Some ideas that may help
Help them understand the point of any difference in approach
If the emphasis turns to proof or derivation from more fundamental principles, you can make the analogy of "you know how to drive a car, let's learn how the engine works". They can argue that being a better driver makes you a better mechanic and visa-versa but they can't argue that knowing one means you know the other. This analogy exemplifies the link and the difference. Calling it all "motoring" isn't helpful in the first instance.
Name topics or even whole courses to more clearly indicate new content
A shift in direction often causes tension in the students, where they felt on solid ground with applying memorised rules in predictable contexts, but are very uncomfortable questioning why or delving into how, especially if this seems needlessly complicated to them.
In this case it's important for them to understand they're studying something other than what they were before (the engine rather than the driving) Flagging this up with language and explaining what's happening reduces the upset that students feel when the thing they're good at morphs into a different beast and also the overconfidence that comes from the familiarity of some of the answers.
I'd advocate calling topics like differentiating by taking limits things like "differentiation under the hood", "the truth behind differentiation" or similar phrases emphasising slightly more esoteric content. The more you can make clear what more you're expecting than their existing knowledge, the better you have communicated the content.
Acknowledge prior learning where appropriate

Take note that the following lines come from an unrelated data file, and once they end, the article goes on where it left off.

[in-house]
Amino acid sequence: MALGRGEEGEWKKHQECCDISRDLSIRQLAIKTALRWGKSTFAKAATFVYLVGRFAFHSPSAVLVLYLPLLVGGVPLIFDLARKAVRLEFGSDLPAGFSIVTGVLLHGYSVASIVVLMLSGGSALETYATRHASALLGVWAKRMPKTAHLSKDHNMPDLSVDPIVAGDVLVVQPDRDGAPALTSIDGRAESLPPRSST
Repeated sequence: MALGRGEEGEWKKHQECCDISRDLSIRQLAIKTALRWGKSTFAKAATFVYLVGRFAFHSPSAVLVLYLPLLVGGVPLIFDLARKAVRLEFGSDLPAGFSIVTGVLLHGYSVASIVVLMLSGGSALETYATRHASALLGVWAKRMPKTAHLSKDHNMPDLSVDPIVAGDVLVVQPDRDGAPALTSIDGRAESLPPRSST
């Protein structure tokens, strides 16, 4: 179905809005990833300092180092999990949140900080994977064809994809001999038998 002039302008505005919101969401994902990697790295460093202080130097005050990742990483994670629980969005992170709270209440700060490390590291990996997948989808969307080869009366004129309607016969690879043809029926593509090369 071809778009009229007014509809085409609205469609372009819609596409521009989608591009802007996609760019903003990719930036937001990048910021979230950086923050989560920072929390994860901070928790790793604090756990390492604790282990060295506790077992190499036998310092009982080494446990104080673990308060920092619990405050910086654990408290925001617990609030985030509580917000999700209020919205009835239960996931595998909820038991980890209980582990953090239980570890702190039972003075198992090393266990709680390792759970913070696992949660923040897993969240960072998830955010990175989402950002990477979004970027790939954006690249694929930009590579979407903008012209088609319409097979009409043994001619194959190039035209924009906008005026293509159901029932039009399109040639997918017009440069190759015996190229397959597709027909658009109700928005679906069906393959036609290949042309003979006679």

Taking the same calculus with limits example, you can satisfy the students' desire to have their existing knowledge recognised by saying "but of course you know what the final simplified form of the derivative will be from the rules you memorised at high school, so you'll be able to quickly and easily check your final answer with high school math".
Where the content is recap, making this clear can also lend more credibility to the claims of newness elsewhere.
Examples from my experience lecturing in the UK
Taking some examples from UK undergraduate courses with which I'm more familiar, and where the topic is rather radically different to what they learned at high school, you could call highlight this by calling Algebra 1 "Abstract Algebra 1" or even just "Sets, Groups, Rings and Fields 1".
(I used to work at one of the UK's top mathematics departments where we ran a similarly titled course in the first term for undergraduates with the specific aim of helping them to make the transition to university mathematics. There was some resistance at first, including to the name, but it was an effective course.)
At the end of the course you can then admit that at university we collectively call Group Theory, Ring Theory, Field Theory etc "Algebra", and say that it's strange that we use the same name, but you can see there's a sort of link there somewhere.
"Calculus" could be (as appropriate) "Multidimensional Calculus" or "Applied Real Analysis", as specific as you can be, again flagging with some words that there's something very new about this.
(edited version of answer to correct out some assumptions I'd made based on UK rather than US undergraduate courses)